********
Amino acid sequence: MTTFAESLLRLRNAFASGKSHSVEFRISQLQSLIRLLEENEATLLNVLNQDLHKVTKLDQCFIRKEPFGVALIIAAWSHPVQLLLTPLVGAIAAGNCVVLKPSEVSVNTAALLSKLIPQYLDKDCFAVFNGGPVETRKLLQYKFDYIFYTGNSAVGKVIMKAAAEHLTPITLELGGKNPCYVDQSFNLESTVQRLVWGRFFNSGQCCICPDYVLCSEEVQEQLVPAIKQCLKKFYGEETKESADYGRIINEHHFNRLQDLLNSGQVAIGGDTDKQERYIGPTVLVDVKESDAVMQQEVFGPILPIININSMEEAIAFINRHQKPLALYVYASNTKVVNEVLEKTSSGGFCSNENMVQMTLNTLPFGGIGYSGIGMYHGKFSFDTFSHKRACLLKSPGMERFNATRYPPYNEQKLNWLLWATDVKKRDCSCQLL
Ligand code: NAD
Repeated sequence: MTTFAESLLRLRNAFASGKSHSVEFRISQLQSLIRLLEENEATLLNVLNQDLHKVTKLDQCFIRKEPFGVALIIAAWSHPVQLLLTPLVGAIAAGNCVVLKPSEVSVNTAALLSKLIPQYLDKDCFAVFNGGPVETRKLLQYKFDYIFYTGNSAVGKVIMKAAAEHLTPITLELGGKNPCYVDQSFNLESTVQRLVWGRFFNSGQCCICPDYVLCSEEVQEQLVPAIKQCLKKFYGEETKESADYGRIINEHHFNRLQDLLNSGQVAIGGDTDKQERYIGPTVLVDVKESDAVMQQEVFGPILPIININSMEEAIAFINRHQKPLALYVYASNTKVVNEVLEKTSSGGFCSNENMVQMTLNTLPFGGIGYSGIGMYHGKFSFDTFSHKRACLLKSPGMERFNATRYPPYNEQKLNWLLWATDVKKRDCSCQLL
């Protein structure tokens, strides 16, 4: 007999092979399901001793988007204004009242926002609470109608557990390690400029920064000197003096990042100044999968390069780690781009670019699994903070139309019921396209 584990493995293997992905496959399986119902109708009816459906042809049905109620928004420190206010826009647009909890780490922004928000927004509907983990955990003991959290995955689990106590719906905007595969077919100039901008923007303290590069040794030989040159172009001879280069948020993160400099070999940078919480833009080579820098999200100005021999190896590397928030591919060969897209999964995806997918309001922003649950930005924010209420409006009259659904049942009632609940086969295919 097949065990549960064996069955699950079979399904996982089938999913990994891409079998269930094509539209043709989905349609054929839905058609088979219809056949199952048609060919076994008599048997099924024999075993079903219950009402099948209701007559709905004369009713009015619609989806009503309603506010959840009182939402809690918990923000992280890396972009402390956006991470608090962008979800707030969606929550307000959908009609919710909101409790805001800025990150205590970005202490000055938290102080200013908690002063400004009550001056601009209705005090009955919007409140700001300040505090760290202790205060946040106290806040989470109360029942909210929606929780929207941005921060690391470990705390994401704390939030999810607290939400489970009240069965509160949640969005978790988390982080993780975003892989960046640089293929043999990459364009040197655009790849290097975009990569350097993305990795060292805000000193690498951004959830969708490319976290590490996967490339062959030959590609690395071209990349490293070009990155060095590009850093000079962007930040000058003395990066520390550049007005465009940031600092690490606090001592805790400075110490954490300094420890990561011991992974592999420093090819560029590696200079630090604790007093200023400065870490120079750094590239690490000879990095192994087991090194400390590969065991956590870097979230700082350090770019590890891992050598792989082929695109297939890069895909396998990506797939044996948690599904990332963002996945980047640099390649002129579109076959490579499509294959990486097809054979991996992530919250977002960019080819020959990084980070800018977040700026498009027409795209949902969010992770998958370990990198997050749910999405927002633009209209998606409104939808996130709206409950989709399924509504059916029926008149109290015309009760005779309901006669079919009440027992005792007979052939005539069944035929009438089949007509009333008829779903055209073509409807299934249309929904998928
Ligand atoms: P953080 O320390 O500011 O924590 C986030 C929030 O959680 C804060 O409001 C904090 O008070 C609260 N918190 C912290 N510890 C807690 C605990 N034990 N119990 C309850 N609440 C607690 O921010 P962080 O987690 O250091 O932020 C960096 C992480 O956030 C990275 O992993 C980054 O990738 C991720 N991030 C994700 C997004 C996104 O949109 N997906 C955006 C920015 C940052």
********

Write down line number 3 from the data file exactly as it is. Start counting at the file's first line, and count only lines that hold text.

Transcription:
Repeated sequence: MTTFAESLLRLRNAFASGKSHSVEFRISQLQSLIRLLEENEATLLNVLNQDLHKVTKLDQCFIRKEPFGVALIIAAWSHPVQLLLTPLVGAIAAGNCVVLKPSEVSVNTAALLSKLIPQYLDKDCFAVFNGGPVETRKLLQYKFDYIFYTGNSAVGKVIMKAAAEHLTPITLELGGKNPCYVDQSFNLESTVQRLVWGRFFNSGQCCICPDYVLCSEEVQEQLVPAIKQCLKKFYGEETKESADYGRIINEHHFNRLQDLLNSGQVAIGGDTDKQERYIGPTVLVDVKESDAVMQQEVFGPILPIININSMEEAIAFINRHQKPLALYVYASNTKVVNEVLEKTSSGGFCSNENMVQMTLNTLPFGGIGYSGIGMYHGKFSFDTFSHKRACLLKSPGMERFNATRYPPYNEQKLNWLLWATDVKKRDCSCQLL